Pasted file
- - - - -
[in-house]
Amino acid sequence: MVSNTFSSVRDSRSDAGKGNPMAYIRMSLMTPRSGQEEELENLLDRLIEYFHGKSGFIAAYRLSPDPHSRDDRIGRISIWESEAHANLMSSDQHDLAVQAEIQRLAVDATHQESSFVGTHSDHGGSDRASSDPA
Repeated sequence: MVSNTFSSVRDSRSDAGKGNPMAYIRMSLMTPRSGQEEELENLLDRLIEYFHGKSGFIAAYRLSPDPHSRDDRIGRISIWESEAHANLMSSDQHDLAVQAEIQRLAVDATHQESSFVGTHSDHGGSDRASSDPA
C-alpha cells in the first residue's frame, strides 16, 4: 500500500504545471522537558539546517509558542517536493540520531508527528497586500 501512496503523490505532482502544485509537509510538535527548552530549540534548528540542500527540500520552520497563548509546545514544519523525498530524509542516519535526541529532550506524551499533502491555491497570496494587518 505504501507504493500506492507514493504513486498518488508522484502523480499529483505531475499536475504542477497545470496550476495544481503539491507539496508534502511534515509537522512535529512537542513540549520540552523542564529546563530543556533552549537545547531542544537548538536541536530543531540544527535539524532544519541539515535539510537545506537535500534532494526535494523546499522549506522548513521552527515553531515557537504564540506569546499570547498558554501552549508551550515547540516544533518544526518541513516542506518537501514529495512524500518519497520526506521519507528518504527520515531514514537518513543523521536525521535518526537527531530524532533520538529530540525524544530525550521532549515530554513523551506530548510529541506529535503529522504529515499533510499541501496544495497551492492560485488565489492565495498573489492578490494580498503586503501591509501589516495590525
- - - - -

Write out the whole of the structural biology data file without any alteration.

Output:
[in-house]
Amino acid sequence: MVSNTFSSVRDSRSDAGKGNPMAYIRMSLMTPRSGQEEELENLLDRLIEYFHGKSGFIAAYRLSPDPHSRDDRIGRISIWESEAHANLMSSDQHDLAVQAEIQRLAVDATHQESSFVGTHSDHGGSDRASSDPA
Repeated sequence: MVSNTFSSVRDSRSDAGKGNPMAYIRMSLMTPRSGQEEELENLLDRLIEYFHGKSGFIAAYRLSPDPHSRDDRIGRISIWESEAHANLMSSDQHDLAVQAEIQRLAVDATHQESSFVGTHSDHGGSDRASSDPA
C-alpha cells in the first residue's frame, strides 16, 4: 500500500504545471522537558539546517509558542517536493540520531508527528497586500 501512496503523490505532482502544485509537509510538535527548552530549540534548528540542500527540500520552520497563548509546545514544519523525498530524509542516519535526541529532550506524551499533502491555491497570496494587518 505504501507504493500506492507514493504513486498518488508522484502523480499529483505531475499536475504542477497545470496550476495544481503539491507539496508534502511534515509537522512535529512537542513540549520540552523542564529546563530543556533552549537545547531542544537548538536541536530543531540544527535539524532544519541539515535539510537545506537535500534532494526535494523546499522549506522548513521552527515553531515557537504564540506569546499570547498558554501552549508551550515547540516544533518544526518541513516542506518537501514529495512524500518519497520526506521519507528518504527520515531514514537518513543523521536525521535518526537527531530524532533520538529530540525524544530525550521532549515530554513523551506530548510529541506529535503529522504529515499533510499541501496544495497551492492560485488565489492565495498573489492578490494580498503586503501591509501589516495590525